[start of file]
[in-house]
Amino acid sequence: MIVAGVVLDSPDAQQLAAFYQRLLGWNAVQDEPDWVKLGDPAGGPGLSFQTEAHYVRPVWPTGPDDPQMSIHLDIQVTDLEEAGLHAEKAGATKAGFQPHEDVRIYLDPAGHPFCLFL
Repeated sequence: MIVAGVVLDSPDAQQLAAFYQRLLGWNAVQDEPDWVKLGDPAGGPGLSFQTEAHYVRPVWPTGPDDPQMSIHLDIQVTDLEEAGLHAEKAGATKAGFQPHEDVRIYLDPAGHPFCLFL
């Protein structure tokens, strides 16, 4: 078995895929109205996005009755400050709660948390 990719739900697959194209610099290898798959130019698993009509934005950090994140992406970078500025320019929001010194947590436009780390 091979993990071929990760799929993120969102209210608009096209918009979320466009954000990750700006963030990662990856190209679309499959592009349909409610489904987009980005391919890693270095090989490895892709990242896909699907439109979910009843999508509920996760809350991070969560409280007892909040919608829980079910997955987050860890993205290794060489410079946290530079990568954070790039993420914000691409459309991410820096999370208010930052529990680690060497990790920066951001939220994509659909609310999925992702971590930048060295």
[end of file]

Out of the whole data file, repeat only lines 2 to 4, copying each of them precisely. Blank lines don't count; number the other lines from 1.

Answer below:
Amino acid sequence: MIVAGVVLDSPDAQQLAAFYQRLLGWNAVQDEPDWVKLGDPAGGPGLSFQTEAHYVRPVWPTGPDDPQMSIHLDIQVTDLEEAGLHAEKAGATKAGFQPHEDVRIYLDPAGHPFCLFL
Repeated sequence: MIVAGVVLDSPDAQQLAAFYQRLLGWNAVQDEPDWVKLGDPAGGPGLSFQTEAHYVRPVWPTGPDDPQMSIHLDIQVTDLEEAGLHAEKAGATKAGFQPHEDVRIYLDPAGHPFCLFL
């Protein structure tokens, strides 16, 4: 078995895929109205996005009755400050709660948390 990719739900697959194209610099290898798959130019698993009509934005950090994140992406970078500025320019929001010194947590436009780390 091979993990071929990760799929993120969102209210608009096209918009979320466009954000990750700006963030990662990856190209679309499959592009349909409610489904987009980005391919890693270095090989490895892709990242896909699907439109979910009843999508509920996760809350991070969560409280007892909040919608829980079910997955987050860890993205290794060489410079946290530079990568954070790039993420914000691409459309991410820096999370208010930052529990680690060497990790920066951001939220994509659909609310999925992702971590930048060295």